Page 12 of 157 FirstFirst ... 210111213142262112 ... LastLast
Results 111 to 120 of 1568

Thread: What did you machine today?

  1. #111
    Join Date
    Oct 2013
    Location
    USA MD 21030
    Posts
    5,550

    Default

    I am "currently" working on an electric tractor conversion, which has involved some machining. Here is a picture of it after taking it apart, cleaning, painting, and partial reassembly, showing approximate locations for the battery box and 3 phase 1 HP electric motor:



    This shows how I was machining the rear axle bearing support so I could install a flange mount ball bearing to replace the old worn plastic bushing. I have the end mill held in the milling machine Jacobs chuck, and the MT2 shaft kept getting loose.



    I got the job done, but it was more difficult than it should have been. Now I have proper mill holders and future work should be much easier. This is the finished assembly. I filled in with epoxy to support the flange better:



    Something else I did was to bore out a bronze sleeve bearing to fit the steering column. The original plastic bushing was worn and sloppy. This was the first time I used the boring bar set and is perhaps an unusual way to do it:


  2. #112
    Join Date
    Sep 2007
    Location
    Wasilla, Alaska
    Posts
    1,440

    Default

    I recently purchased a brand-spanking-new CNC Mill. It came with a 4th axis but in its current state, before mounting a chuck, a fixture needed to be fabricated to which a 4-jaw chuck can be mounted. "Hold-down-devices" were also needed thus all had to be fabricated.

    The dividing head had a tapered center hole so I decided to use that as the reference off which everything would be centered. A "spindle-hub" was fabricated and threaded (6TPI). The tang fit perfectly in the center hole. Deep "groves" were cut in the spindle hub which would be used to clamp the back of the spindle securely against the face plate. Miniature "clamping-bars" (X 3) were fabricated from 4140 each having a lip that is to slip into the grooved spindle. Additionally, vertical 3/8" slots were milled in each bar so that bolts would have room to move when bolting the clamping-bars to the 4th axis faceplate and spindle body. On the reverse side of each clamping bar, a horizontal 5/8" groove was milled approximately 1/2 the diameter of the cutter deep into each clamping bar. Three pieces of 5/8" round 4140 stock were cut to accommodate each grove. The function of the round stock and grooves is to serve as a pivot-point when securing the clamping bars. When the round stock is in place, there is a greater distance between the faceplate and the clamping bar than the distance from the lip of the bar when resting against the wall of the grooved hub so when bolts are tightened, each bar will pivot on the round stock without the round stock becoming displaced and the opposite end of the bar will clamp firmly against the hub.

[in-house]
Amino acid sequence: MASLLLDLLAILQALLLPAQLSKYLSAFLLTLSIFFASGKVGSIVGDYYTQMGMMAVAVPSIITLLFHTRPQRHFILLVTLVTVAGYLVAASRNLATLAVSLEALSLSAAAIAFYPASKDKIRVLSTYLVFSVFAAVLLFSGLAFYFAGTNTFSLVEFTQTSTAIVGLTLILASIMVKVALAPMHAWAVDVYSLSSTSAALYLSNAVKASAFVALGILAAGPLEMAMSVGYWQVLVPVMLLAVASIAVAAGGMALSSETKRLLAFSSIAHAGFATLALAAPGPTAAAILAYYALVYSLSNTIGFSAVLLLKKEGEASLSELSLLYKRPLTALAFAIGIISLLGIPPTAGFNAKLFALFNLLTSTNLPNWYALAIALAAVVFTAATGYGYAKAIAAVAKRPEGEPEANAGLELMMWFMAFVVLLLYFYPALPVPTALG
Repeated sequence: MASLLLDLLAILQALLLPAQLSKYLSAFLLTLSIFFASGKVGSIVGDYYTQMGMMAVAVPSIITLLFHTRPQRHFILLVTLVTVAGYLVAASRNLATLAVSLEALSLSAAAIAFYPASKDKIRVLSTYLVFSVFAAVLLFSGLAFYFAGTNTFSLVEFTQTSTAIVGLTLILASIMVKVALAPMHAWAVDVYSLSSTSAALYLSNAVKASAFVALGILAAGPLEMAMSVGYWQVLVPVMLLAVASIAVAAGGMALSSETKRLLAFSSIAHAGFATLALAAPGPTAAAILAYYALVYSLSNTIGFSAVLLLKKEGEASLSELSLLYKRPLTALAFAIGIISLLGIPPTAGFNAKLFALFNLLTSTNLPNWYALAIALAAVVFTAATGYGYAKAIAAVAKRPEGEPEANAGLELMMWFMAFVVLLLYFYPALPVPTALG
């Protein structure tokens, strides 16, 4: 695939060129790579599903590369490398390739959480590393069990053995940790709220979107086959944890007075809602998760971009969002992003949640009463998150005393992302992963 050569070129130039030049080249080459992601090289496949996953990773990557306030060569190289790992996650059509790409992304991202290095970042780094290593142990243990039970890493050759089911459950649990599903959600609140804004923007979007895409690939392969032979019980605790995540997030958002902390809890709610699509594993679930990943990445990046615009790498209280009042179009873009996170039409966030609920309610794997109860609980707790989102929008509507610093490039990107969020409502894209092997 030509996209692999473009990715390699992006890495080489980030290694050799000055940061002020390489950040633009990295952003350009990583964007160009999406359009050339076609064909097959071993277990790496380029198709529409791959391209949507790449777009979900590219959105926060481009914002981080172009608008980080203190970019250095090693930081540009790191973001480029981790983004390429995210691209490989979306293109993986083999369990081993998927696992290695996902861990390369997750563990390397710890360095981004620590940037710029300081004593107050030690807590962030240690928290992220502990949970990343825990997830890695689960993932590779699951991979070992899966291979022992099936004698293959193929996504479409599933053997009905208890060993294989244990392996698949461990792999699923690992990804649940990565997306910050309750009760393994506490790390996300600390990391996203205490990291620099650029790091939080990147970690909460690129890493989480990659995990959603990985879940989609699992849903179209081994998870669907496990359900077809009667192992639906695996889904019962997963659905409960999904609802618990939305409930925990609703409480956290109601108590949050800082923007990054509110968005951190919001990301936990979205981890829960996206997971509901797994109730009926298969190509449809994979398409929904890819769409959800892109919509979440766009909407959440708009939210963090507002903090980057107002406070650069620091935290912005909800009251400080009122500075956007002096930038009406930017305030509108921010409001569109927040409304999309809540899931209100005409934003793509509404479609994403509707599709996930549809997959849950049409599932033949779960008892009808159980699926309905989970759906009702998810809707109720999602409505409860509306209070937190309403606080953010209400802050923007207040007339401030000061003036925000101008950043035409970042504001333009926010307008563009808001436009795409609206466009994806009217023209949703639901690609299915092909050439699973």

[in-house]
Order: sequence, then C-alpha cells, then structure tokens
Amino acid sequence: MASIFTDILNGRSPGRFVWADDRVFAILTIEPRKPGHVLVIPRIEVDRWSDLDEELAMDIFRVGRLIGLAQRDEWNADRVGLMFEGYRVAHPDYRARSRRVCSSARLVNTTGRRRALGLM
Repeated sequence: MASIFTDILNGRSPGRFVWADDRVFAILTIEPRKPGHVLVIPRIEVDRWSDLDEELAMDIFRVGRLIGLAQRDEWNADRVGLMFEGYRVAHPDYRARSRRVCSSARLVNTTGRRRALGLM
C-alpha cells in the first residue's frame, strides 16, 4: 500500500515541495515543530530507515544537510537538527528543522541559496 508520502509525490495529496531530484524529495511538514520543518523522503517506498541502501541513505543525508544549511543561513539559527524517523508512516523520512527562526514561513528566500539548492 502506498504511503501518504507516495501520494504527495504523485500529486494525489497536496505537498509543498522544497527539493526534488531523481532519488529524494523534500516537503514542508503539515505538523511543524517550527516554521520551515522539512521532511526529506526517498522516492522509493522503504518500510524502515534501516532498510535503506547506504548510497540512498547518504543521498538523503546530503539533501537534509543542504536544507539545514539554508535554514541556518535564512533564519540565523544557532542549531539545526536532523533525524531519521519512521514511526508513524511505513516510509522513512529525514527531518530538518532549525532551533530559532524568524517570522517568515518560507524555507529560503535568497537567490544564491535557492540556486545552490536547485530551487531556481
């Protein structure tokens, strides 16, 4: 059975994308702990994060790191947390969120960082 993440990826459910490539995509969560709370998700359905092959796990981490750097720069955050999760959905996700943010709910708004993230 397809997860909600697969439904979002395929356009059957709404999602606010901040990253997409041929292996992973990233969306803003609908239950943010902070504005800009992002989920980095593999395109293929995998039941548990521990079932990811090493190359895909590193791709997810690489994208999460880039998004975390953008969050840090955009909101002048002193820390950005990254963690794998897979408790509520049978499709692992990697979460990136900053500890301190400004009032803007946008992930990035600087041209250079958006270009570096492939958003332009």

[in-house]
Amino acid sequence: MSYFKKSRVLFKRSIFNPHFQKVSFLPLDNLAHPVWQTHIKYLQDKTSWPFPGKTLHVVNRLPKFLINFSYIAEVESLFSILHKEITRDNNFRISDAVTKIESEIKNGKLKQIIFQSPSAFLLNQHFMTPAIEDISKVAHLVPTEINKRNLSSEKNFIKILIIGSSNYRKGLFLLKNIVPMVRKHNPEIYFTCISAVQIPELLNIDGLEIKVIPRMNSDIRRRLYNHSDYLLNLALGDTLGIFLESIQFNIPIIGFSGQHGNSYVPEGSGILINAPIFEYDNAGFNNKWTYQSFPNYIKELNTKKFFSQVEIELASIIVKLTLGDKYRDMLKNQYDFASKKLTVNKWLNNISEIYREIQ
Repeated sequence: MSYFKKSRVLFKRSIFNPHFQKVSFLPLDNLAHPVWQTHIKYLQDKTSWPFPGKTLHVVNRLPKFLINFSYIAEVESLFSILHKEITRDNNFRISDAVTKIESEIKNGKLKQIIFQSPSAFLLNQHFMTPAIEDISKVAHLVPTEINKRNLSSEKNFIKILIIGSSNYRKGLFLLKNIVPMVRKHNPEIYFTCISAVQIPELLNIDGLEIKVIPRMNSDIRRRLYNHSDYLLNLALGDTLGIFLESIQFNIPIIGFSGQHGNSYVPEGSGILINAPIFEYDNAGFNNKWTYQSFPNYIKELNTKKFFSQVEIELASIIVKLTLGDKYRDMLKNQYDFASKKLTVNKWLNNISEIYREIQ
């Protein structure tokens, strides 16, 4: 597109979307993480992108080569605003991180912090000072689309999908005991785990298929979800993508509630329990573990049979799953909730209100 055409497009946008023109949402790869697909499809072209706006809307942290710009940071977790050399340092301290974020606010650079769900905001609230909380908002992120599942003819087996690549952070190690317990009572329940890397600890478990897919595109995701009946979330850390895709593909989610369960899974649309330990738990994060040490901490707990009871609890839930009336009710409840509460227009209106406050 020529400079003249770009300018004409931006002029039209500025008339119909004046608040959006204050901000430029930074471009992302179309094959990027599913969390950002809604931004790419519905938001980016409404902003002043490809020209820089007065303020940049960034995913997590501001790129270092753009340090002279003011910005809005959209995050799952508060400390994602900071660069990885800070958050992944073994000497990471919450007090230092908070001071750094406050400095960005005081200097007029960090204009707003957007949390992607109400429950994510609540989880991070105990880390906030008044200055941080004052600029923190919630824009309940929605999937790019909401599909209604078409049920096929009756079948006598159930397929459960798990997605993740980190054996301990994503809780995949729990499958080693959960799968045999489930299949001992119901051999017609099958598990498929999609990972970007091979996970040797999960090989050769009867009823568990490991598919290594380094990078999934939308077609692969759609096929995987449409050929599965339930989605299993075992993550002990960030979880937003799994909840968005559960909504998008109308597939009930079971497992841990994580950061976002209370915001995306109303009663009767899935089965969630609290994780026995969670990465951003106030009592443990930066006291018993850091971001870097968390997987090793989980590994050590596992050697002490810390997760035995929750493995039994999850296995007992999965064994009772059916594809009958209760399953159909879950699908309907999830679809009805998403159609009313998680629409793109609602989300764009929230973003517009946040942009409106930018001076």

Lastly, three T-Nuts were fabricated from 4140 and these fit perfectly into the three T-Slots. I drilled and tapped each for 5/16" dia bolts.

    Following are three images. The first image is the 4th axis w/o fixtures. The second is the 4th axis with all fixtures attached, and the third image is of the 4th axis sporting the 4-jaw chuck. That's what I did today.

    Harold







    Last edited by hwingo; 10-23-2013 at 03:55 AM.
    For those having fought for it, Freedom has a flavor the protected will never know.
    Freedom is only one generation away from extinction.

  3. #113
    Join Date
    Oct 2005
    Location
    British Columbia
    Posts
    6,911

    Default

    Harold, not sure if I should focus my attention to the machining subject matter of your pictures or the quality of the photos themselves.
    Nevertheless very nice work.
    Photos from a phone will never look the same again.
    Home, down in the valley behind the Red Angus
    Bad Decisions Make Good Stories

  4. #114
    Join Date
    Sep 2007
    Location
    Wasilla, Alaska
    Posts
    1,440

    Default

    Quote Originally Posted by Willy View Post
    Harold, not sure if I should focus my attention to the machining subject matter of your pictures or the quality of the photos themselves.
    Nevertheless very nice work.
    Photos from a phone will never look the same again.
    Good Morning Willy! Let's see ...... you are in BC so it's just about as dark there as it is in the Great Country of Alaska. I've been up since 0530 hrs and we can actually see stars for a change. It has rained everyday for nearly three weeks. There may have been a brief reprieve for an hour or so but in the main it's rained every day. Even at 1500 feet elevation, we are floating off the side of the mountain. Our ground is saturated.

    Well, I just couldn't pass up the opportunity to shoot some B+W and these subjects are perfect for B+W work ...... of course if one can control reflected light and pesky "hot spots". I was presented with two challenges:

    1. fabricating everything needed to make my 4th axis usable in my setting
    2. running the gauntlet while attempting to exercise Command & Control over my vision for these images

    At least the fabricated parts are working.

    I appreciate the shout-out. Have a great day.

    Harold
    For those having fought for it, Freedom has a flavor the protected will never know.
    Freedom is only one generation away from extinction.

  5. #115
    Join Date
    Sep 2007
    Location
    Wasilla, Alaska
    Posts
    1,440

    Default

    My neighbor recently had an issue with his Honda 4-Wheeler. The rear-end came apart while riding and the rear tire became lodged against the body. Having diagnosed the problem, and because he is a weldor, his answer to most everything is to either cut it out or cut it off then weld a suitable replacement. In this case, the internal attachment between the frame and the rear-end housing had failed. Having done a bit of searching, he found an old frame which was then cannibalized. He cut out the needed section and set about figuring ways of cutting his current frame and then re-attaching with the cannibalized part. It was a daunting task that would include a great deal of expended effort but it could be done.